Just how many of us really know what a short sale is and how does it work? Oftentimes homeowners whose mortgage payments is upside down thought of putting their homes on short sale, however a homeowner does not necessarily have to be delinquent in his mortgage dues to put his house on a short sale.
Though payment delinquency could be a factor but that’s not the only legitimate reason for putting a property in a short sale, you could either be facing divorce, just lost a job or for medical reasons that would affect your steady income.
But what really is a short sale? Let us define it and know how it works? A short sale is a property that sells for less than the balance owed on its mortgage. It happens if the mortgage balance of the property, a house or even a vacant lot is greater than its market value.
However there are still a lot of misconceptions regarding short sale, one of which is that the bank would rather have your property foreclosed than be put in a short sale. Actually, the bank would prefer to have it in a short sale than in foreclosure because it would cost them more money with each transaction in foreclosure and rather less in a short sale.
Another common misconception is that it is impossible to get approval for a short sale transaction. But in reality, short sale has become more streamlined and lenders have become more knowledgeable and are willing to work with homeowners to close these types of transactions.
Also, most people think that a short sale takes a very long time to close, but that’s not always the case. Lenders would do their best to refine the short sale process to close the deal in less time. They themselves would want to sell the property right away because each time that passes is money lost.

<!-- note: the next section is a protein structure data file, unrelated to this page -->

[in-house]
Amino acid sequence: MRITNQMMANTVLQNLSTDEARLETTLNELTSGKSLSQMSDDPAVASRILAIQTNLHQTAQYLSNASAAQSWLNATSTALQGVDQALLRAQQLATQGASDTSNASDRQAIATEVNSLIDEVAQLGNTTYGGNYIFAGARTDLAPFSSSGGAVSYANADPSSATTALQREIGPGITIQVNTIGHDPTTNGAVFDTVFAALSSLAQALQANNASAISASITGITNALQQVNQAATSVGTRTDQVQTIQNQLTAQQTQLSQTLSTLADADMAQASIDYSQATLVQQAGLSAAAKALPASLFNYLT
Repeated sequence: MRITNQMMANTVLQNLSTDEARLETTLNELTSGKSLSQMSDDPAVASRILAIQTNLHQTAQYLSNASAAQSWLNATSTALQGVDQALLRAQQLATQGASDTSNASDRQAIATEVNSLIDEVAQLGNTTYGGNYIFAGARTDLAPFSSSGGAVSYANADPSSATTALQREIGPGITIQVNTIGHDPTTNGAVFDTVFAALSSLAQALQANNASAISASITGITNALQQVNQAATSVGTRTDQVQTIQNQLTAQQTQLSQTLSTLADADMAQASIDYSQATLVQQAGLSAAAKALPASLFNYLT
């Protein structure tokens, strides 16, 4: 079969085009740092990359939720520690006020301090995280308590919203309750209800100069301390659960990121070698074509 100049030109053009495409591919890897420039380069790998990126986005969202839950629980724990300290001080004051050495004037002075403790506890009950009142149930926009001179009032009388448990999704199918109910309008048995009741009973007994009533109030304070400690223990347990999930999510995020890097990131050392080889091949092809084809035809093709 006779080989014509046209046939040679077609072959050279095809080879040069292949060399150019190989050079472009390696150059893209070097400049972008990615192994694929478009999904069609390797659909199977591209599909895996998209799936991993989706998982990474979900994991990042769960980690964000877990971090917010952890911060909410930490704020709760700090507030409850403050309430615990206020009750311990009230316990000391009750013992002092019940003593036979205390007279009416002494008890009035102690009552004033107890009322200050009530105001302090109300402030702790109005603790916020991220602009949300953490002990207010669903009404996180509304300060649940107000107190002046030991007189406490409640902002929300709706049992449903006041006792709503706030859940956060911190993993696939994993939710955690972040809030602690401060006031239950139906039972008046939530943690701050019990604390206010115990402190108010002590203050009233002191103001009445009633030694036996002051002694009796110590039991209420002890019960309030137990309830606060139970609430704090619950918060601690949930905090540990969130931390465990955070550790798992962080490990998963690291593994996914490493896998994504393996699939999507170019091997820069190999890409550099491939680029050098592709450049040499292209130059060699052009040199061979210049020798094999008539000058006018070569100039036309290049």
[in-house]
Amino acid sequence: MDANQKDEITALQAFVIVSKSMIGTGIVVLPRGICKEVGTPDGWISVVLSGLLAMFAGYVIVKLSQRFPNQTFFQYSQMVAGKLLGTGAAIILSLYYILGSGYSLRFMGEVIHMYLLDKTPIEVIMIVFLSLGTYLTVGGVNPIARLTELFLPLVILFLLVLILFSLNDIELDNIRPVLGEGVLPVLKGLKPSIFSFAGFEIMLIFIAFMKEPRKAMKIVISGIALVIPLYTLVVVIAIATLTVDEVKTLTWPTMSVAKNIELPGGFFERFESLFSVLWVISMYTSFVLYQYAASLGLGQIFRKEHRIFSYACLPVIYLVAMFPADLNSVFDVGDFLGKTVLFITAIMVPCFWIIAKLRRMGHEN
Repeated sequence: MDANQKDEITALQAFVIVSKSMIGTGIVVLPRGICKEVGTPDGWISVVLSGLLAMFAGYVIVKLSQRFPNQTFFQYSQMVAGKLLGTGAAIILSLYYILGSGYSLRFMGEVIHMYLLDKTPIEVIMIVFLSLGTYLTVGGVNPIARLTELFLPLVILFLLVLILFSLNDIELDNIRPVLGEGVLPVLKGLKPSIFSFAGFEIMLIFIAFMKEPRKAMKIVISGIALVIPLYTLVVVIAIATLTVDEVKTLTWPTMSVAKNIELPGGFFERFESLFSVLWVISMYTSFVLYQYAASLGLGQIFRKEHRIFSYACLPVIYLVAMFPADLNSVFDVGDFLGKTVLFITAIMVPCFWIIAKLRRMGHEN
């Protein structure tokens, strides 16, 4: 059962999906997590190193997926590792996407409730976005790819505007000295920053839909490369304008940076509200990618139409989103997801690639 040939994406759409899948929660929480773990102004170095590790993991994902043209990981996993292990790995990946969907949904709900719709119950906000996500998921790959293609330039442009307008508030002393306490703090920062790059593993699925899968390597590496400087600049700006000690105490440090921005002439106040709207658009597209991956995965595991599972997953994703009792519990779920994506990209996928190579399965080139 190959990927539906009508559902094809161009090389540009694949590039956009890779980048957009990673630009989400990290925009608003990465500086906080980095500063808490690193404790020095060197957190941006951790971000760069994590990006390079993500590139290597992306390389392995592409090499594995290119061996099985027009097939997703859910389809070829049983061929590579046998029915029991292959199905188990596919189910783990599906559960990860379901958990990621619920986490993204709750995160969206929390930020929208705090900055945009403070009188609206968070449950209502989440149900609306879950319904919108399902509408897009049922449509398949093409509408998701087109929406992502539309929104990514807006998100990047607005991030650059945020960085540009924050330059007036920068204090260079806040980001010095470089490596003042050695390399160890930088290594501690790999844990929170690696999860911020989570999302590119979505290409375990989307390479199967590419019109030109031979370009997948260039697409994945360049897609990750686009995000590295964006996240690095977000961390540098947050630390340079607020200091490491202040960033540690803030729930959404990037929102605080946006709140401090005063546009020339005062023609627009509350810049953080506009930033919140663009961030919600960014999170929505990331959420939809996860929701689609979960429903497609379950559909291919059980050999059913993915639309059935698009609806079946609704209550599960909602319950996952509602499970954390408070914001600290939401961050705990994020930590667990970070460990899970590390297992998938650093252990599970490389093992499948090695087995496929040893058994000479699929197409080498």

People think that buyers are not interested in buying short sale homes. Well, this is quite not true since most buyers nowadays are specifically looking for homes in short sale lists.
Homeowners who put their homes in short sale will not be able to buy a home in five to seven years. Not really, because it all depends on the lenders. Actually, there were people who purchased new homes in just 24 months after putting their previous homes in short sale.
Homeowner cannot afford to pay for real estate agent who will process the short sale. Wrong again, it is the lender and not the homeowner who pays the agent his/her commission. The seller does not have pay the realtor’s commission.
And what exactly does the realtor/agent has to do with the short sale process? Well, the agent determines the type of the short sale, from Fannie Mae HAFA to regular, non-GSE HAFA, to a traditional short sale, etc.
He/she gathers necessary papers and documents then submits the short sale package to the bank. But sometimes they might get the services of a third party to do this part.
The agent helps the seller price the short sale home. The price should be attractive for prospective home buyers and should be enough to satisfy the bank. Then puts the home in the market and submits all offers received to the seller.
Agent also negotiates for the seller, but sometimes if seller wishes for the services of a lawyer he may do so but oftentimes the services of a realtor is enough to negotiate with the bank in behalf of the seller.
Lastly, the agent then submits the short sale approval to the seller; usually sellers want a release of liability and no deficiency to a short sale. But state laws tend to govern the terms in the approval.
One useful tip of advice, seller should always get legal and tax advice from a lawyer before completing a short sale.
About the Author,
Georges Kfoury is the founder and Chief Executive Officer of Leaderscorp Financial Inc. headquartered in Rancho Cucamonga, CA, a leading provider of mortgage financing dedicated towards providing affordable home loans. He founded the company way back 2003 from a ground level, without having the mortgage background. In spite of this, he was able to immediately take the company a level of generating annual income ranging from 8 to 10 million dollars.